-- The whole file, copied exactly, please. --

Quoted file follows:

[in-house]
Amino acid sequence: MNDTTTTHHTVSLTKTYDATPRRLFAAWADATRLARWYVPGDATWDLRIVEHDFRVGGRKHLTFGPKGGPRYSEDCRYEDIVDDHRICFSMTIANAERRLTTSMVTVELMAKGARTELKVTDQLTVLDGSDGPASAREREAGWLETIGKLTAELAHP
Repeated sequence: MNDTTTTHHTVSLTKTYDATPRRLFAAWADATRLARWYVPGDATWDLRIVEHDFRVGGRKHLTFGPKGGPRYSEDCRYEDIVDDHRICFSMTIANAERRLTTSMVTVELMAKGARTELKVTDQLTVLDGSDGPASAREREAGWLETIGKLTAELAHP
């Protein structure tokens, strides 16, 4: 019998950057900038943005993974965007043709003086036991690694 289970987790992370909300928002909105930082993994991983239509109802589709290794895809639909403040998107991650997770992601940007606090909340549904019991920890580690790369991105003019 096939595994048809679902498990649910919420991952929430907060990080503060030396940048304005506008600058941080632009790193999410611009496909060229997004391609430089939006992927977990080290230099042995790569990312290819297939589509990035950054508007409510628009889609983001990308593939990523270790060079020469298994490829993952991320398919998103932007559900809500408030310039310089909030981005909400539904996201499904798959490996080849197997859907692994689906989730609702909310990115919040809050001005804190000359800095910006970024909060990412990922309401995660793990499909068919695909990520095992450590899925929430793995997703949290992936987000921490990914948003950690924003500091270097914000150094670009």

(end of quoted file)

[in-house]
Amino acid sequence: MNDTTTTHHTVSLTKTYDATPRRLFAAWADATRLARWYVPGDATWDLRIVEHDFRVGGRKHLTFGPKGGPRYSEDCRYEDIVDDHRICFSMTIANAERRLTTSMVTVELMAKGARTELKVTDQLTVLDGSDGPASAREREAGWLETIGKLTAELAHP
Repeated sequence: MNDTTTTHHTVSLTKTYDATPRRLFAAWADATRLARWYVPGDATWDLRIVEHDFRVGGRKHLTFGPKGGPRYSEDCRYEDIVDDHRICFSMTIANAERRLTTSMVTVELMAKGARTELKVTDQLTVLDGSDGPASAREREAGWLETIGKLTAELAHP
């Protein structure tokens, strides 16, 4: 019998950057900038943005993974965007043709003086036991690694 289970987790992370909300928002909105930082993994991983239509109802589709290794895809639909403040998107991650997770992601940007606090909340549904019991920890580690790369991105003019 096939595994048809679902498990649910919420991952929430907060990080503060030396940048304005506008600058941080632009790193999410611009496909060229997004391609430089939006992927977990080290230099042995790569990312290819297939589509990035950054508007409510628009889609983001990308593939990523270790060079020469298994490829993952991320398919998103932007559900809500408030310039310089909030981005909400539904996201499904798959490996080849197997859907692994689906989730609702909310990115919040809050001005804190000359800095910006970024909060990412990922309401995660793990499909068919695909990520095992450590899925929430793995997703949290992936987000921490990914948003950690924003500091270097914000150094670009």